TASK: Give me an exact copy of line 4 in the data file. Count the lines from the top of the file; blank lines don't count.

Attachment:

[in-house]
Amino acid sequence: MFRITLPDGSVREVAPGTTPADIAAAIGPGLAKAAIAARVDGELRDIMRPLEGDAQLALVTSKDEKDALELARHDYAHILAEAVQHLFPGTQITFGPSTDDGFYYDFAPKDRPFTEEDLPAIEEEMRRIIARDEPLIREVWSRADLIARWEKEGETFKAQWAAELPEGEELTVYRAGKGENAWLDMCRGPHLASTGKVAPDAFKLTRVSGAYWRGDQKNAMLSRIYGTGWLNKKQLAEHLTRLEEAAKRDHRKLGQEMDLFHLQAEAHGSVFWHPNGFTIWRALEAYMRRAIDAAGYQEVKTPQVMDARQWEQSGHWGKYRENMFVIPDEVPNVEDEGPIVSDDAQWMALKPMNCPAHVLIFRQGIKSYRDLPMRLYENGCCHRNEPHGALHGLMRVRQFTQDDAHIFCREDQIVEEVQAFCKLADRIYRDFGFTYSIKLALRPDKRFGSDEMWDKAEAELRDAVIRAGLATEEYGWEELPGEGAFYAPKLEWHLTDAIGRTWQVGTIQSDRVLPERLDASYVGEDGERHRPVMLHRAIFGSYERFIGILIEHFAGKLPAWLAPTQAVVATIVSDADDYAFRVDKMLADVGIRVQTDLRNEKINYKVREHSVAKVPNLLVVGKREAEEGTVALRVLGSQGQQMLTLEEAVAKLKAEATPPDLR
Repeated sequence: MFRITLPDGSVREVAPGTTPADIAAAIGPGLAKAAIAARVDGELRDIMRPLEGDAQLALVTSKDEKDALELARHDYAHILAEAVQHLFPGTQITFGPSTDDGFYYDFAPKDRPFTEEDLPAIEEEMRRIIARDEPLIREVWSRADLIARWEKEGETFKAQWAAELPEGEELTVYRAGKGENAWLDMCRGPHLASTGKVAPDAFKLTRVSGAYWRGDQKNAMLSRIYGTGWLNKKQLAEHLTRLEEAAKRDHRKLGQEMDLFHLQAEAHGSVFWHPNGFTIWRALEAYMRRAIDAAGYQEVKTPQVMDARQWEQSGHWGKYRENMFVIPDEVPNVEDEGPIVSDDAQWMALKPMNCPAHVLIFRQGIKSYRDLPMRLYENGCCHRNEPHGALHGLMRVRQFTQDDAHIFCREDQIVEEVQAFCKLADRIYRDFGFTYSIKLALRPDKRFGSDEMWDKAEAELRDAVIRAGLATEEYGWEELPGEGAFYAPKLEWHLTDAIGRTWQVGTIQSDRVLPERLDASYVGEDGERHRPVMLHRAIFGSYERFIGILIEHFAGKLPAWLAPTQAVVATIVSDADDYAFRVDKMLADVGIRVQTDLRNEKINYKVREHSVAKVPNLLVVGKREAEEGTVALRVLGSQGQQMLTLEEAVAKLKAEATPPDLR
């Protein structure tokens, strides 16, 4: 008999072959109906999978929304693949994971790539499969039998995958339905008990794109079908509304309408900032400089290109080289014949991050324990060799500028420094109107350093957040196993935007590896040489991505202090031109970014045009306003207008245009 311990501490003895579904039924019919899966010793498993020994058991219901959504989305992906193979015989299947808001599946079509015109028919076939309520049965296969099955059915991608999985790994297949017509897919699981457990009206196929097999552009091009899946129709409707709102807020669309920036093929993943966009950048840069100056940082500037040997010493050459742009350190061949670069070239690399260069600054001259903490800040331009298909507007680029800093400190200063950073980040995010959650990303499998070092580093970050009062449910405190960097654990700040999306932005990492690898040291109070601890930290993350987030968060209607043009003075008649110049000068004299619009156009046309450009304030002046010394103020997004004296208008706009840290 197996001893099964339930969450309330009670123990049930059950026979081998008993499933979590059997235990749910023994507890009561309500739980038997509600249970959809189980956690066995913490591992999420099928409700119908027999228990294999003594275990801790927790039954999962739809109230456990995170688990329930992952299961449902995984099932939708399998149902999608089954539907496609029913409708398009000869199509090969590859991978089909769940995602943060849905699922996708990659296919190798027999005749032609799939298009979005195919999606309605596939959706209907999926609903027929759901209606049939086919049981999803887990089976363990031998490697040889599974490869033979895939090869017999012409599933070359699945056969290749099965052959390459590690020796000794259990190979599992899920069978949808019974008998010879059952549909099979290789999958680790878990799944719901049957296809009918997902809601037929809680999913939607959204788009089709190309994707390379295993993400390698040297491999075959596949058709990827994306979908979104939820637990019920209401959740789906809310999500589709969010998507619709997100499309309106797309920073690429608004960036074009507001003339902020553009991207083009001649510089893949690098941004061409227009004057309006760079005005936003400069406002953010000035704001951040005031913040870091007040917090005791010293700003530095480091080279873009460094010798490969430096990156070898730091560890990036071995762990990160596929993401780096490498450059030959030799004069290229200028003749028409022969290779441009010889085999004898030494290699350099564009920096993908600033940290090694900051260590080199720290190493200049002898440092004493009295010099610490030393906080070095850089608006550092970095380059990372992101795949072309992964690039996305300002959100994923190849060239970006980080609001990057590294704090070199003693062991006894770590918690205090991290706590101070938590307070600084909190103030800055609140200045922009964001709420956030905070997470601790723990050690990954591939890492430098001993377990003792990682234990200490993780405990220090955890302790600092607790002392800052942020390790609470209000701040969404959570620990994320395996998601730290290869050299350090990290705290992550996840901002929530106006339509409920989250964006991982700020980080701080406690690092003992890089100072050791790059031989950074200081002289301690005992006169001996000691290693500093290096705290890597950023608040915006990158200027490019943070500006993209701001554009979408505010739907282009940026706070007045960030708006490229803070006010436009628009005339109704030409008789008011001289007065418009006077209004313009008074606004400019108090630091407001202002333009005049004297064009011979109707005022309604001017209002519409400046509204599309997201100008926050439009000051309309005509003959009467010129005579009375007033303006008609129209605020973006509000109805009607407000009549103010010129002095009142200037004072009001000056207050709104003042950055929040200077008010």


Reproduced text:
């Protein structure tokens, strides 16, 4: 008999072959109906999978929304693949994971790539499969039998995958339905008990794109079908509304309408900032400089290109080289014949991050324990060799500028420094109107350093957040196993935007590896040489991505202090031109970014045009306003207008245009 311990501490003895579904039924019919899966010793498993020994058991219901959504989305992906193979015989299947808001599946079509015109028919076939309520049965296969099955059915991608999985790994297949017509897919699981457990009206196929097999552009091009899946129709409707709102807020669309920036093929993943966009950048840069100056940082500037040997010493050459742009350190061949670069070239690399260069600054001259903490800040331009298909507007680029800093400190200063950073980040995010959650990303499998070092580093970050009062449910405190960097654990700040999306932005990492690898040291109070601890930290993350987030968060209607043009003075008649110049000068004299619009156009046309450009304030002046010394103020997004004296208008706009840290 197996001893099964339930969450309330009670123990049930059950026979081998008993499933979590059997235990749910023994507890009561309500739980038997509600249970959809189980956690066995913490591992999420099928409700119908027999228990294999003594275990801790927790039954999962739809109230456990995170688990329930992952299961449902995984099932939708399998149902999608089954539907496609029913409708398009000869199509090969590859991978089909769940995602943060849905699922996708990659296919190798027999005749032609799939298009979005195919999606309605596939959706209907999926609903027929759901209606049939086919049981999803887990089976363990031998490697040889599974490869033979895939090869017999012409599933070359699945056969290749099965052959390459590690020796000794259990190979599992899920069978949808019974008998010879059952549909099979290789999958680790878990799944719901049957296809009918997902809601037929809680999913939607959204788009089709190309994707390379295993993400390698040297491999075959596949058709990827994306979908979104939820637990019920209401959740789906809310999500589709969010998507619709997100499309309106797309920073690429608004960036074009507001003339902020553009991207083009001649510089893949690098941004061409227009004057309006760079005005936003400069406002953010000035704001951040005031913040870091007040917090005791010293700003530095480091080279873009460094010798490969430096990156070898730091560890990036071995762990990160596929993401780096490498450059030959030799004069290229200028003749028409022969290779441009010889085999004898030494290699350099564009920096993908600033940290090694900051260590080199720290190493200049002898440092004493009295010099610490030393906080070095850089608006550092970095380059990372992101795949072309992964690039996305300002959100994923190849060239970006980080609001990057590294704090070199003693062991006894770590918690205090991290706590101070938590307070600084909190103030800055609140200045922009964001709420956030905070997470601790723990050690990954591939890492430098001993377990003792990682234990200490993780405990220090955890302790600092607790002392800052942020390790609470209000701040969404959570620990994320395996998601730290290869050299350090990290705290992550996840901002929530106006339509409920989250964006991982700020980080701080406690690092003992890089100072050791790059031989950074200081002289301690005992006169001996000691290693500093290096705290890597950023608040915006990158200027490019943070500006993209701001554009979408505010739907282009940026706070007045960030708006490229803070006010436009628009005339109704030409008789008011001289007065418009006077209004313009008074606004400019108090630091407001202002333009005049004297064009011979109707005022309604001017209002519409400046509204599309997201100008926050439009000051309309005509003959009467010129005579009375007033303006008609129209605020973006509000109805009607407000009549103010010129002095009142200037004072009001000056207050709104003042950055929040200077008010």